Skip to main content

critical failure

i had my first taste of linguistic humiliation yesterday. i. am. so. disappointed. in. myself.

yesterday was the day i finally made a trip to librairie michel fortin, a bookstore dedicated entirely to the wonder of languages and language learning. it's a mecca of instructional books of all sorts, for all levels, and on different themes. you can find exercise books, common phrase books, books with audio cds [and a couple with download codes, which is surely the way to go]. there are massive sections on french, english, spanish and italian, with chinese and arabic not far behind. but you can also find breton, basque and mongolian. and on top of that, there are books of fiction and poetry you may know only in translation. and for those who crave something a little more direct, there are also books about insulting people and making out in different languages. it is packed to the rafters with awesome.

as i was browsing, i noticed that there was a book that combined learning of romance languages [french, spanish, italian, portuguese] from english- basically, since the grammatical structure and much of the vocabulary is similar between them, you can just work them together. since i've already established a base in french, spanish and italian, i didn't feel the need to need to pick the book up just so that i could learn to insult antichrist jose mourinho in his native tongue. sadly, i'll probably never be close enough to him to act on that obsession urge.

but what did occur to me was that there might be a similar book for scandinavian languages. since i've started learning swedish, i figured maybe it would be fun to have a guide on hand to help me learn the equivalent words/ phrases/ pronunciation in danish and norwegian. after all, those languages are so close that people debate whether they're even separate languages, or a continuum, since each one breaks down into slightly different dialects within the country [norwegian on its own is basically two languages]. or, to put it more simply, the scandinavian languages are a whole lot closer to one another than the romance languages.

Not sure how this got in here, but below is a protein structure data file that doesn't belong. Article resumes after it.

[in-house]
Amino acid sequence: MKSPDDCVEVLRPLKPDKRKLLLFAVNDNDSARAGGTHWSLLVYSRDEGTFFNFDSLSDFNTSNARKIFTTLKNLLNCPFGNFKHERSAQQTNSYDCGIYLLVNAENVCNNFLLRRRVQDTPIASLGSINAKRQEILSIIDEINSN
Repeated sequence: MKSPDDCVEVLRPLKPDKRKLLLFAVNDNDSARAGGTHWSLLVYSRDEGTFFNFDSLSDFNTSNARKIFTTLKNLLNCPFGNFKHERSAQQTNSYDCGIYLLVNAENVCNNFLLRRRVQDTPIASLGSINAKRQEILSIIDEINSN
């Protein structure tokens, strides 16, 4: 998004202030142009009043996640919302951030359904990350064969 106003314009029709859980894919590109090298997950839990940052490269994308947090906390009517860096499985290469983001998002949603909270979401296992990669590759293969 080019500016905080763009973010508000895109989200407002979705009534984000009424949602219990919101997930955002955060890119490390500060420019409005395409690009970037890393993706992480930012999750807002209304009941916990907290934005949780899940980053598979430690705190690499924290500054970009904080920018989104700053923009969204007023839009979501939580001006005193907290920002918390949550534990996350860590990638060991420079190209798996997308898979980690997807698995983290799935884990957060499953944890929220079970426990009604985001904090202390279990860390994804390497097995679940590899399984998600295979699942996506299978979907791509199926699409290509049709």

i did not find one, but i figured i could ask one of the friendly staff. i explained what i was looking for, and that i'd been learning swedish, at which point the man helping me flipped from french to perfect swedish "ah, du talar svenska?"

and i froze. i know the verb 'to learn: 'låra sig'. i know the word for 'little': 'litet'. i could have said things that involved those words. but instead i stood there and very slowly squeezed out the words 'ja... jag... talar...' at which point the kind gentleman switched back to french. i was devastated. this was my very first opportunity to try out one of my spiffy new languages and i failed utterly. i wanted to sink into the floor.

there was, in fact, a book just like the one that i wanted, but it was out of stock, and the publisher had a minimum order requirement, so, while they could special order it for me, they would have to wait until they were doing an order from that supplier. but they reassured me that this happened regularly, so it wouldn't be too long a wait. this whole time, i'm trying to think of something intelligent to say in swedish, so that i don't look like a complete idiot for saying that i was learning it, but all that's coming to mind is 'jag ser ut som en älg', which means 'i look like a moose'. which, i realised, was worse than saying nothing at all. so i thought it best to bite my tongue.

that is, until i left the order desk and thought that the least i could do was say thanks in the language i was supposedly able to speak. i burst out with 'dank je wel!', as confidently as i could manage. i was halfway across the floor when i realised that 'dank je wel' is dutch. swedish for 'thanks very much' is 'tack så mycket'. waves of shame.

i continued to browse, dead set on looking for books on languages i knew absolutely nothing about, so that i wouldn't be tempted to try to show off. a few minutes later, the helpful man came up to show me a box of swedish fridge poetry that they had. i guess so that i could learn at least one more word. [seriously, how awesome is the idea of swedish fridge poetry?]